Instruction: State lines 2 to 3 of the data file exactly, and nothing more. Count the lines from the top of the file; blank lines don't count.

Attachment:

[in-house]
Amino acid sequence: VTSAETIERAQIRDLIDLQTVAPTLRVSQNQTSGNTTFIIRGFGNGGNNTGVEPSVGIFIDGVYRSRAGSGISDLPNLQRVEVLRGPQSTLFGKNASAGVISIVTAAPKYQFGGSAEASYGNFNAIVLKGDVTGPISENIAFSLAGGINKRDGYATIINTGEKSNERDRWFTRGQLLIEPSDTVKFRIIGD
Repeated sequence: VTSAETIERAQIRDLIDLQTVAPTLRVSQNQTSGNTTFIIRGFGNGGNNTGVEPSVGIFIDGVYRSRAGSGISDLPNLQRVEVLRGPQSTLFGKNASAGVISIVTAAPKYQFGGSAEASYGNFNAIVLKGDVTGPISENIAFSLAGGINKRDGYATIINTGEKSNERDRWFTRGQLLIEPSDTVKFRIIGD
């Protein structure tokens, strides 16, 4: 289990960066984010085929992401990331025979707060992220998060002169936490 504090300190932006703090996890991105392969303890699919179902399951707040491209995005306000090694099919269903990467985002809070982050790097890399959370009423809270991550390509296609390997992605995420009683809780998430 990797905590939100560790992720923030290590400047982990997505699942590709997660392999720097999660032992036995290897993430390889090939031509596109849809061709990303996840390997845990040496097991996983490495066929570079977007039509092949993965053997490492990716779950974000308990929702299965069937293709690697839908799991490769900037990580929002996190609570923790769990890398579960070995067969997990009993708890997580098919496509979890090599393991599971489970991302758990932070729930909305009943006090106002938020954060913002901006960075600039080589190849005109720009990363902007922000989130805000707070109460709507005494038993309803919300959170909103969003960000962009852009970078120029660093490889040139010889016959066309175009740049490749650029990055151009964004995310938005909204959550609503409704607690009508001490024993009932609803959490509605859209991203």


Amino acid sequence: VTSAETIERAQIRDLIDLQTVAPTLRVSQNQTSGNTTFIIRGFGNGGNNTGVEPSVGIFIDGVYRSRAGSGISDLPNLQRVEVLRGPQSTLFGKNASAGVISIVTAAPKYQFGGSAEASYGNFNAIVLKGDVTGPISENIAFSLAGGINKRDGYATIINTGEKSNERDRWFTRGQLLIEPSDTVKFRIIGD
Repeated sequence: VTSAETIERAQIRDLIDLQTVAPTLRVSQNQTSGNTTFIIRGFGNGGNNTGVEPSVGIFIDGVYRSRAGSGISDLPNLQRVEVLRGPQSTLFGKNASAGVISIVTAAPKYQFGGSAEASYGNFNAIVLKGDVTGPISENIAFSLAGGINKRDGYATIINTGEKSNERDRWFTRGQLLIEPSDTVKFRIIGD